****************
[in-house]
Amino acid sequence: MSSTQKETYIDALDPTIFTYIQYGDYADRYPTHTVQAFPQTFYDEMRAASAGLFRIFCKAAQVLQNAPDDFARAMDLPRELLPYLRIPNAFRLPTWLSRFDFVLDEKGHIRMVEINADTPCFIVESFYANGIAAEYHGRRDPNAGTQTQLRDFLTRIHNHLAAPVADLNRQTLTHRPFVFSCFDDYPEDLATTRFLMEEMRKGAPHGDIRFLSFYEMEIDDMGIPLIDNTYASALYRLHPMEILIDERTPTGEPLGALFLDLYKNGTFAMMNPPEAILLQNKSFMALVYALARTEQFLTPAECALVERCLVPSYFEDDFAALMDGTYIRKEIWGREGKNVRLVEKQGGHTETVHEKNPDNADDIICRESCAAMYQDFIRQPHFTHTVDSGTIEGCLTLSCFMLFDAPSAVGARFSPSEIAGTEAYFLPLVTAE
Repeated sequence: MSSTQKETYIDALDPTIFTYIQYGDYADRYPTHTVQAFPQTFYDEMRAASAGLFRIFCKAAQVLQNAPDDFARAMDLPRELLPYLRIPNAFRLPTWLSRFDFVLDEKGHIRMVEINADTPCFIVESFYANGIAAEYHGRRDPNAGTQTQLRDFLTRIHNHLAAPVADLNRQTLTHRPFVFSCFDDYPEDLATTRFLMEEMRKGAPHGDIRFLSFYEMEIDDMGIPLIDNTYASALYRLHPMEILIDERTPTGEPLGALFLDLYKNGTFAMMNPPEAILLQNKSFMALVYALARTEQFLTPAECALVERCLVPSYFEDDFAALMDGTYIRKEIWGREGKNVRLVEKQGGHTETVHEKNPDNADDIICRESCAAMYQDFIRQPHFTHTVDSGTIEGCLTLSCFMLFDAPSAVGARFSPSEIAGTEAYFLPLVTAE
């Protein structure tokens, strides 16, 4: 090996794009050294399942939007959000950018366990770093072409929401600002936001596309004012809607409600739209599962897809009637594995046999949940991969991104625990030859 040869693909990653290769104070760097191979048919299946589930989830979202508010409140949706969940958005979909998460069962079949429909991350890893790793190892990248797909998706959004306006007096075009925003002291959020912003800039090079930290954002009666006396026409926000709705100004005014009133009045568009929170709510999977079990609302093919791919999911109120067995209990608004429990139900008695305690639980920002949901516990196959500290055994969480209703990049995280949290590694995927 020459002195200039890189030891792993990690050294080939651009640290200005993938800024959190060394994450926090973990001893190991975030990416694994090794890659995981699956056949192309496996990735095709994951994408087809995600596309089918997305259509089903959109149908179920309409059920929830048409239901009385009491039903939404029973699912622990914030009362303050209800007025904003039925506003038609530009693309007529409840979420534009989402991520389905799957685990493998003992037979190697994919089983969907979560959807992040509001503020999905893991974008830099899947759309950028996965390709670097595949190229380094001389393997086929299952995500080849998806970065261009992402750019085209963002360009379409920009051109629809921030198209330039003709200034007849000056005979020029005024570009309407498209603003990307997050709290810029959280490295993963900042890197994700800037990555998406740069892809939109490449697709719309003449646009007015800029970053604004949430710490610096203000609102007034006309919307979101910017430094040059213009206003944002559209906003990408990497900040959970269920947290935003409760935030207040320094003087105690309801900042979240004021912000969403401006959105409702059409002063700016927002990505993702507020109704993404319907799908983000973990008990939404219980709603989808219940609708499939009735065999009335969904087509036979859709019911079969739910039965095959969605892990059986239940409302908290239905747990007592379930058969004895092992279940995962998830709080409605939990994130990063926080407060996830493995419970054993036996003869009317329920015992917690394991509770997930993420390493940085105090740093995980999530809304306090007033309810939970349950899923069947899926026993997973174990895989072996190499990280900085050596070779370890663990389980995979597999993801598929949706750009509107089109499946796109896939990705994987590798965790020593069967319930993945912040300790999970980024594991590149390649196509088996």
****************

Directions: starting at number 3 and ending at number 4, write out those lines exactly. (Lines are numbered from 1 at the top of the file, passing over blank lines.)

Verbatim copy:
Repeated sequence: MSSTQKETYIDALDPTIFTYIQYGDYADRYPTHTVQAFPQTFYDEMRAASAGLFRIFCKAAQVLQNAPDDFARAMDLPRELLPYLRIPNAFRLPTWLSRFDFVLDEKGHIRMVEINADTPCFIVESFYANGIAAEYHGRRDPNAGTQTQLRDFLTRIHNHLAAPVADLNRQTLTHRPFVFSCFDDYPEDLATTRFLMEEMRKGAPHGDIRFLSFYEMEIDDMGIPLIDNTYASALYRLHPMEILIDERTPTGEPLGALFLDLYKNGTFAMMNPPEAILLQNKSFMALVYALARTEQFLTPAECALVERCLVPSYFEDDFAALMDGTYIRKEIWGREGKNVRLVEKQGGHTETVHEKNPDNADDIICRESCAAMYQDFIRQPHFTHTVDSGTIEGCLTLSCFMLFDAPSAVGARFSPSEIAGTEAYFLPLVTAE
């Protein structure tokens, strides 16, 4: 090996794009050294399942939007959000950018366990770093072409929401600002936001596309004012809607409600739209599962897809009637594995046999949940991969991104625990030859 040869693909990653290769104070760097191979048919299946589930989830979202508010409140949706969940958005979909998460069962079949429909991350890893790793190892990248797909998706959004306006007096075009925003002291959020912003800039090079930290954002009666006396026409926000709705100004005014009133009045568009929170709510999977079990609302093919791919999911109120067995209990608004429990139900008695305690639980920002949901516990196959500290055994969480209703990049995280949290590694995927 020459002195200039890189030891792993990690050294080939651009640290200005993938800024959190060394994450926090973990001893190991975030990416694994090794890659995981699956056949192309496996990735095709994951994408087809995600596309089918997305259509089903959109149908179920309409059920929830048409239901009385009491039903939404029973699912622990914030009362303050209800007025904003039925506003038609530009693309007529409840979420534009989402991520389905799957685990493998003992037979190697994919089983969907979560959807992040509001503020999905893991974008830099899947759309950028996965390709670097595949190229380094001389393997086929299952995500080849998806970065261009992402750019085209963002360009379409920009051109629809921030198209330039003709200034007849000056005979020029005024570009309407498209603003990307997050709290810029959280490295993963900042890197994700800037990555998406740069892809939109490449697709719309003449646009007015800029970053604004949430710490610096203000609102007034006309919307979101910017430094040059213009206003944002559209906003990408990497900040959970269920947290935003409760935030207040320094003087105690309801900042979240004021912000969403401006959105409702059409002063700016927002990505993702507020109704993404319907799908983000973990008990939404219980709603989808219940609708499939009735065999009335969904087509036979859709019911079969739910039965095959969605892990059986239940409302908290239905747990007592379930058969004895092992279940995962998830709080409605939990994130990063926080407060996830493995419970054993036996003869009317329920015992917690394991509770997930993420390493940085105090740093995980999530809304306090007033309810939970349950899923069947899926026993997973174990895989072996190499990280900085050596070779370890663990389980995979597999993801598929949706750009509107089109499946796109896939990705994987590798965790020593069967319930993945912040300790999970980024594991590149390649196509088996």